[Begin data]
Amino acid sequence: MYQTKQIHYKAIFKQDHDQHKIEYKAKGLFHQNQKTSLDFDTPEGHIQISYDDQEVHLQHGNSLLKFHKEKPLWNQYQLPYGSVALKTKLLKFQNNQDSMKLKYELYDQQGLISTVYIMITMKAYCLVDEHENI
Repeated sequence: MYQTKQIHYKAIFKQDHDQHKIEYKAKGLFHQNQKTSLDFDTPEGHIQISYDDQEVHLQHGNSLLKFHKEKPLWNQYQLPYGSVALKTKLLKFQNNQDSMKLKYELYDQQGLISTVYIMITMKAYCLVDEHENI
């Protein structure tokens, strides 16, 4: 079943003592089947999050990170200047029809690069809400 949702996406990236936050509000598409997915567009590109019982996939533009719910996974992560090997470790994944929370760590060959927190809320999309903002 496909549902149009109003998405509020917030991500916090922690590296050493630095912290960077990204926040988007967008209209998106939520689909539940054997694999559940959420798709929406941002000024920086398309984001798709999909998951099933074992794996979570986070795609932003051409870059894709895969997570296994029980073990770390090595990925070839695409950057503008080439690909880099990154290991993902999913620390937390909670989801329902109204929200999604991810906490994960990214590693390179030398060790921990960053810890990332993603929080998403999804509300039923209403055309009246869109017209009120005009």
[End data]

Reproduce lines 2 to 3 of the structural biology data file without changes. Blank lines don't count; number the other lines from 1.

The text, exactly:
Repeated sequence: MYQTKQIHYKAIFKQDHDQHKIEYKAKGLFHQNQKTSLDFDTPEGHIQISYDDQEVHLQHGNSLLKFHKEKPLWNQYQLPYGSVALKTKLLKFQNNQDSMKLKYELYDQQGLISTVYIMITMKAYCLVDEHENI
């Protein structure tokens, strides 16, 4: 079943003592089947999050990170200047029809690069809400 949702996406990236936050509000598409997915567009590109019982996939533009719910996974992560090997470790994944929370760590060959927190809320999309903002 496909549902149009109003998405509020917030991500916090922690590296050493630095912290960077990204926040988007967008209209998106939520689909539940054997694999559940959420798709929406941002000024920086398309984001798709999909998951099933074992794996979570986070795609932003051409870059894709895969997570296994029980073990770390090595990925070839695409950057503008080439690909880099990154290991993902999913620390937390909670989801329902109204929200999604991810906490994960990214590693390179030398060790921990960053810890990332993603929080998403999804509300039923209403055309009246869109017209009120005009």